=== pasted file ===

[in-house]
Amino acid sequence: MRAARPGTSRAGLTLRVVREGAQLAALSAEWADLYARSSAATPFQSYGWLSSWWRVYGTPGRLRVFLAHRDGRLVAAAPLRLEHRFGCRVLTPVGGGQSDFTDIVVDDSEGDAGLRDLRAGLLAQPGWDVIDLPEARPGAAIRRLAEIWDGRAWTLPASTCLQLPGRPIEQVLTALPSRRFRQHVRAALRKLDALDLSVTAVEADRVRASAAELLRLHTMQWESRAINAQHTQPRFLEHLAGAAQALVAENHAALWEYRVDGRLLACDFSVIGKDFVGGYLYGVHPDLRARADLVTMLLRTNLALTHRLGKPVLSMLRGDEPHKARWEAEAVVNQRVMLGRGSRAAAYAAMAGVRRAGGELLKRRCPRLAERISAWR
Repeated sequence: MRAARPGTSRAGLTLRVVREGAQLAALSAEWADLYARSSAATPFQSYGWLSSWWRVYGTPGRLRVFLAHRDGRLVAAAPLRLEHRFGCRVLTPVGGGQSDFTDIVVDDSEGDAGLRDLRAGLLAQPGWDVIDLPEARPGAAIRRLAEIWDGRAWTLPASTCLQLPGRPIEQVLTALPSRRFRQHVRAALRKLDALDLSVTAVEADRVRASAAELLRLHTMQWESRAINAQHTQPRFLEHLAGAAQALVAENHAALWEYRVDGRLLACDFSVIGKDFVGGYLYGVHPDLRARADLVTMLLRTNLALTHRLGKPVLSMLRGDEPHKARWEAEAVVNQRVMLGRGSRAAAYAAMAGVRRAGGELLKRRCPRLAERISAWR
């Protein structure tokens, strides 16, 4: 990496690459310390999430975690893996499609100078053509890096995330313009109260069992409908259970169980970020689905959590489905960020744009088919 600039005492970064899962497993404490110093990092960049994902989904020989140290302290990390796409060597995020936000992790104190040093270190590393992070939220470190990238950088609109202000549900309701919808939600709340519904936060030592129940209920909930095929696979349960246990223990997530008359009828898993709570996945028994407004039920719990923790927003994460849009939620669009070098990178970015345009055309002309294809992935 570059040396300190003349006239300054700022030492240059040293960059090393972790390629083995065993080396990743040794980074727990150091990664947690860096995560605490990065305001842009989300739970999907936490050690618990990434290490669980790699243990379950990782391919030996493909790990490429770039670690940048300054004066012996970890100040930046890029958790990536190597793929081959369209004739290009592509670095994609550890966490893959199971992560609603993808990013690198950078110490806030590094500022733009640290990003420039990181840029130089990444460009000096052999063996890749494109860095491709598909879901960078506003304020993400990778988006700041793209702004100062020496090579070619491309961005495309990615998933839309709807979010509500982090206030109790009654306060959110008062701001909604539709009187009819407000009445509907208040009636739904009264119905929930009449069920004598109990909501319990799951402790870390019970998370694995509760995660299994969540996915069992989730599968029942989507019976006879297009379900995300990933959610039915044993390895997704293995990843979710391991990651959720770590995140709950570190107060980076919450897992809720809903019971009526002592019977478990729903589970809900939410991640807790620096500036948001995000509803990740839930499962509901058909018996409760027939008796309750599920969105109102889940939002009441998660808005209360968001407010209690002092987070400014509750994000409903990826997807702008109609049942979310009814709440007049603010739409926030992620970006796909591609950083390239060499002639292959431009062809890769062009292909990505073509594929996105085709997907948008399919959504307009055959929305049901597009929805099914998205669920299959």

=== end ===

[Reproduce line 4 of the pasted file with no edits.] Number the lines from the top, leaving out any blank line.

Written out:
């Protein structure tokens, strides 16, 4: 990496690459310390999430975690893996499609100078053509890096995330313009109260069992409908259970169980970020689905959590489905960020744009088919 600039005492970064899962497993404490110093990092960049994902989904020989140290302290990390796409060597995020936000992790104190040093270190590393992070939220470190990238950088609109202000549900309701919808939600709340519904936060030592129940209920909930095929696979349960246990223990997530008359009828898993709570996945028994407004039920719990923790927003994460849009939620669009070098990178970015345009055309002309294809992935 570059040396300190003349006239300054700022030492240059040293960059090393972790390629083995065993080396990743040794980074727990150091990664947690860096995560605490990065305001842009989300739970999907936490050690618990990434290490669980790699243990379950990782391919030996493909790990490429770039670690940048300054004066012996970890100040930046890029958790990536190597793929081959369209004739290009592509670095994609550890966490893959199971992560609603993808990013690198950078110490806030590094500022733009640290990003420039990181840029130089990444460009000096052999063996890749494109860095491709598909879901960078506003304020993400990778988006700041793209702004100062020496090579070619491309961005495309990615998933839309709807979010509500982090206030109790009654306060959110008062701001909604539709009187009819407000009445509907208040009636739904009264119905929930009449069920004598109990909501319990799951402790870390019970998370694995509760995660299994969540996915069992989730599968029942989507019976006879297009379900995300990933959610039915044993390895997704293995990843979710391991990651959720770590995140709950570190107060980076919450897992809720809903019971009526002592019977478990729903589970809900939410991640807790620096500036948001995000509803990740839930499962509901058909018996409760027939008796309750599920969105109102889940939002009441998660808005209360968001407010209690002092987070400014509750994000409903990826997807702008109609049942979310009814709440007049603010739409926030992620970006796909591609950083390239060499002639292959431009062809890769062009292909990505073509594929996105085709997907948008399919959504307009055959929305049901597009929805099914998205669920299959």